Rapidly melting Arctic ice has opened up enormous swaths of this pristine and ecologically significant landscape to dangerous industrial threats. And as officials meet this week to hammer out new rules that could potentially protect the region, environmental groups are warning that the area known as the “Arctic Galapagos” is already in grave danger.
Scientists have reported that the Arctic is currently warming at nearly double the global average rate, which is one of the key factors driving an unprecedented level of ice sheet loss. In a troubling development, this January saw a record low for sea ice extent.
These newly-open waters have seen a surge in industrial activity, including fishing and shipping, which heretofore have been left largely unregulated, according to green groups.
Greenpeace on Wednesday released an investigation (pdf) which found that industrial fishing fleets are increasingly moving into Arctic waters, particularly the previously ice-covered Barents Sea, off of Norway.
“Sea ice loss in the northern Barents Sea is turning it into a new hunting ground for industrial fishing,” Greenpeace states. “Fishing brings with it the threats of habitat degradation and bycatch, potentially wiping out marine life and putting this whole fragile ecosystem at risk.”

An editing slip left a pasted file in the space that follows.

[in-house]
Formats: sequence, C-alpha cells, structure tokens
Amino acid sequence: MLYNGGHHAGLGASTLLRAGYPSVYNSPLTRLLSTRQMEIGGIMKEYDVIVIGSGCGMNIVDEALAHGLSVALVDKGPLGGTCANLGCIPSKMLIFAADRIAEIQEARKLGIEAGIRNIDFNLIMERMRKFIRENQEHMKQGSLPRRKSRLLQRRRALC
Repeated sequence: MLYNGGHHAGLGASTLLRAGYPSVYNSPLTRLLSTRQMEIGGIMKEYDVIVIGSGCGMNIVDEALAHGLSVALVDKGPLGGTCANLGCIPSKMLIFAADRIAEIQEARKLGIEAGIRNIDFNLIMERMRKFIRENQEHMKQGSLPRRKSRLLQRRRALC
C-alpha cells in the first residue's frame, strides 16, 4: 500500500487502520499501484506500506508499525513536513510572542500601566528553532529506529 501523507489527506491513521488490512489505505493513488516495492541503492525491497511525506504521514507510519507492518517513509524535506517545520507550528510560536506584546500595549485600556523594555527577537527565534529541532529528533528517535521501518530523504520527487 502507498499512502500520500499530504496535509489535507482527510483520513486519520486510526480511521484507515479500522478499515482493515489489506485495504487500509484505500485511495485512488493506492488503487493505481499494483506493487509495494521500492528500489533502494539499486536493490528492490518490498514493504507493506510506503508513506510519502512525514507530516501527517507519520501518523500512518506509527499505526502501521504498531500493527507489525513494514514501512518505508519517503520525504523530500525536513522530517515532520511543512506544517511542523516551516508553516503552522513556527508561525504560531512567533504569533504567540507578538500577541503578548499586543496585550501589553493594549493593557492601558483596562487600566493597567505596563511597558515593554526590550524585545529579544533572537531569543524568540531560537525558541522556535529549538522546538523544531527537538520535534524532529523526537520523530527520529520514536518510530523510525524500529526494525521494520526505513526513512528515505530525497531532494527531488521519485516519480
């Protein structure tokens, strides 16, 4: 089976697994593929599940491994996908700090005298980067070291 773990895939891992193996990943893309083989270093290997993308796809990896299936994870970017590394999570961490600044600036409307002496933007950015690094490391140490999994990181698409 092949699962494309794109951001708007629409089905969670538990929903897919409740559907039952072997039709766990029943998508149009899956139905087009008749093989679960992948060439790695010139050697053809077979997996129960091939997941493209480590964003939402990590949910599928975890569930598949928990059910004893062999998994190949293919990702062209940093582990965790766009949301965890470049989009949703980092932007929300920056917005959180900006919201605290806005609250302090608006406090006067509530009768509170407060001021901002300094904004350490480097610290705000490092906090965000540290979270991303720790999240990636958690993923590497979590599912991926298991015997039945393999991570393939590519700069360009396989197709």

The northern Barents Sea, known as the “Arctic Galapagos,” is home to “a huge diversity of marine life including bowhead whales, walruses and polar bears, along with rare fish and invertebrates,” the report states. It is also currently holds the largest cod stock in the world, which international fishing companies are rushing to exploit.
At the same time, environmentalists are raising concern about the uptick in shipping traffic moving through newly-open Arctic channels. Such traffic, warns John Kaltenstein, a marine policy analyst with Friends of the Earth (FOE), invites “the use of heavy fuel oil, harmful air emissions, and invasive species risk.”